• Punishes unlawful possession of magazine capable of holding more than five rounds by maximum of 364 days’ imprisonment, $6,250 fine, or both.
  5. Requires criminal background check before transfer of ammunition.
    • Restricts ammunition receipt to 20 rounds within 30-day period.
  6. Prohibits transfer of firearm by gun dealer or private party until latter of 14 days or Department of State Police has determined that recipient is qualified to receive firearm.

1. Permits

Gun licensing isn’t infringement, right?

A young woman who has just had her life threatened can afford the wait time involved in chasing down the paperwork to defend herself.

A man can wait until he can get away during business hours, hoping the right government bureaucrat is even in that day, to start the permit process to gain the permission of all knowing state to protect his family… you know, a natural human right.

2. Firearm Security

A month in jail and $1,250 out of your funds to the state of Oregon (plus every other cost involved) if you don’t use a security device circumventable by hardware store bolt cutters

Now believe me, I am a safe storage advocate. There is no magic device, however, that makes a security measure a full proof thing. Locked in a closet could work one person while a safe works for another.

If we want to prosecute criminal negligence lets set the standard at actual criminal negligence.

Someone leaves their shotgun loaded on the front lawn? Sure, prosecute. But that same someone who has their house broken into shouldn’t face a fine and jail time because they didn’t hinder their access to their property with a $6 cable.

3. Report of theft.

This one is actually pretty standard, and notification of law enforcement is intelligent.

But, making a criminal of a crime victim?

4. Magazine Ban, anything over 5 rounds.

Name me the modern semi-auto pistol that has a readily available 5 round magazine.

No? Nothing?

180 days from the law’s passage all nearly all semi-auto handguns, most rifles and most shotguns will become illegal to possess the normal functioning equipment for. Rendering them useless or requiring companies to make special OR products for and costing the citizenry more money to operate their property.

It will also not prevent a crime or massacre. San Bernardino happened in a place where everything the assailants did and everything they possessed to commit their atrocity was illegal.

5. Ammunition Background Check and 20 round/month limit.

Again, say goodbye to commercially available items for any handgun owner. Oregon residents saving up for the average concealed carry class will have to wait 5 months.

Residents who want to take any professional level self defense class? Years. The MP5 course from Teufelshund Tactical would have taken 10 years of ammo purchases to save up for.

But remember folks, its not infringement. They respect the Second Amendment they just want to legislate it into uselessness.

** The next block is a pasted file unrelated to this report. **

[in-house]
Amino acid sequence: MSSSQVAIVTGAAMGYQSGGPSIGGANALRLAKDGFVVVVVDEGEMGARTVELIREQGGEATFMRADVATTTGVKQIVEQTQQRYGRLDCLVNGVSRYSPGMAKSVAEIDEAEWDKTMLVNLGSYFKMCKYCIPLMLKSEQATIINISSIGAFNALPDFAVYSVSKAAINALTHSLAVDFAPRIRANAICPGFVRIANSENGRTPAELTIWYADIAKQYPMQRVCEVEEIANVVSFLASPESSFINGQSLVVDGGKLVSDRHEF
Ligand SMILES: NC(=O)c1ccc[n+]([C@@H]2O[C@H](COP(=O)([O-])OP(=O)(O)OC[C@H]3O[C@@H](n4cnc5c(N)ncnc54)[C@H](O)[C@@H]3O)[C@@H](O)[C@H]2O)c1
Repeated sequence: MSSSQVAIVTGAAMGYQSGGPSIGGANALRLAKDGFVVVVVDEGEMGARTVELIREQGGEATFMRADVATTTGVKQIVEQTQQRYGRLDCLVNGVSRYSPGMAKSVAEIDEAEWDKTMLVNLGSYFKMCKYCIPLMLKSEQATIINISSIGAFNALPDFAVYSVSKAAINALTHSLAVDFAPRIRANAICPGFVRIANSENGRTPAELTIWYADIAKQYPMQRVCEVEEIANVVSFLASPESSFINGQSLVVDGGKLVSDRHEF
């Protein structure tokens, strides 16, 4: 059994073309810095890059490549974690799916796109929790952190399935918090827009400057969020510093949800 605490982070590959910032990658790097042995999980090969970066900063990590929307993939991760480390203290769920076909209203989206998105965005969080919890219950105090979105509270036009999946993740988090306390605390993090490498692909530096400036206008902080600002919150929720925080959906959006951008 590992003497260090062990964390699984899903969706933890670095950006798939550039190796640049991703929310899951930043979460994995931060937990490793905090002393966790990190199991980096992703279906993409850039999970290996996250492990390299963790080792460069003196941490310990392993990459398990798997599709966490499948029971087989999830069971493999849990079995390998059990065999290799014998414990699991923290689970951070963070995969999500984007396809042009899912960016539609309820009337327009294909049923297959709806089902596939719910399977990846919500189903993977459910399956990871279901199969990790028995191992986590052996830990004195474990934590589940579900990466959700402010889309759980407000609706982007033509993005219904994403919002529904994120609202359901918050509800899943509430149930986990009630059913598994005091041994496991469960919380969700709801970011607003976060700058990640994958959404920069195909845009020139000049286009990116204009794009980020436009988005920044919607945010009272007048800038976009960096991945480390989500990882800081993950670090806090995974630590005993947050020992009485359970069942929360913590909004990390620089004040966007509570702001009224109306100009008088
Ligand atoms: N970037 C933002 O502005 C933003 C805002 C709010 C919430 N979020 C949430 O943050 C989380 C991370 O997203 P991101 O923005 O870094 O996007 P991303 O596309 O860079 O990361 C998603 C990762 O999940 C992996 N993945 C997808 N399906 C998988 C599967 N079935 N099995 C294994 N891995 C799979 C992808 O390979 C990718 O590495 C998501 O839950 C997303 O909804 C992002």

6. Waiting Period, minimum 2 weeks

A right delayed is a right denied, except for with firearms right?

Let’s go back to any of the numerous scenarios where denying someone the most efficient means of defending themselves was a bad idea.

Woman murdered by ex, despite PPO, who was waiting for the paperwork to acquire her firearm to defend herself as is her natural God given right?

Must be a straw-man argument right? It has never happened… well except all those one times.

But by all means Oregon. Good idea fairy it right up.

What is your absolute minimum edc?

Kyle Defoor recently made a Facebook post about his absolute minimum EDC. In that post, he mentioned the old school mantra of ‘always have a watch and a knife‘ that was coined by the Frogmen/UDT teams of WW2. During WW2, the UDT guys would do beach reconnaissance with only their dive knife and wristwatch. At the UDT/SEAL Museum down at Ft Pierce, Florida, they have several displays of the original frogmen and the equipment they used. One of those displays highlights the two most important pieces of gear that had on them during every mission. A watch and a knife.

What is your absolute minimum edc?

Photo courtesy of www.photoblog.com

Although the watch and knife worn by these elite teams may have changed from time to time, the principle of carrying them always remained. Going along with that mantra, I thought I would chime in with my absolute minimum EDC based on the above statement.

A Watch

I have a few key features I look for in an everyday watch. Out of the several watches I own, if I had to choose one to roll with, it would be the Resco Manus. In hindsight, it’s fitting for this article since Max Manus was considered a resistance fighter in WWII. With regards to the Resco Manus, there are a few key features that stand out from others. First off, all my Resco watches to include the Manus have the best lume in the industry. Well, in my personal opinion they do. I need to be able to easily read my watch in the middle of the night in the darkest of the dark. My second requirement is a date window. Anytime I’m filling out something that requires the date, I’m looking at my watch. Same goes if someone asks me what the date is. It’s just a feature that I use multiple times a day. My third requirement is a rotating bezel for timing. Most of the time, I’m using it to time my runs if I’m running a pre-set distance or course. I also use it to time my circuit workouts or when in the kitchen cooking. The Resco Manus meets and exceeds all three requirements. The Manus is also a great middle of the road sized watch. It doesn’t stand out as a big tactical watch, yet remains classy enough to wear on a night out. As far as ruggedness is concerned, well, it’s a Resco.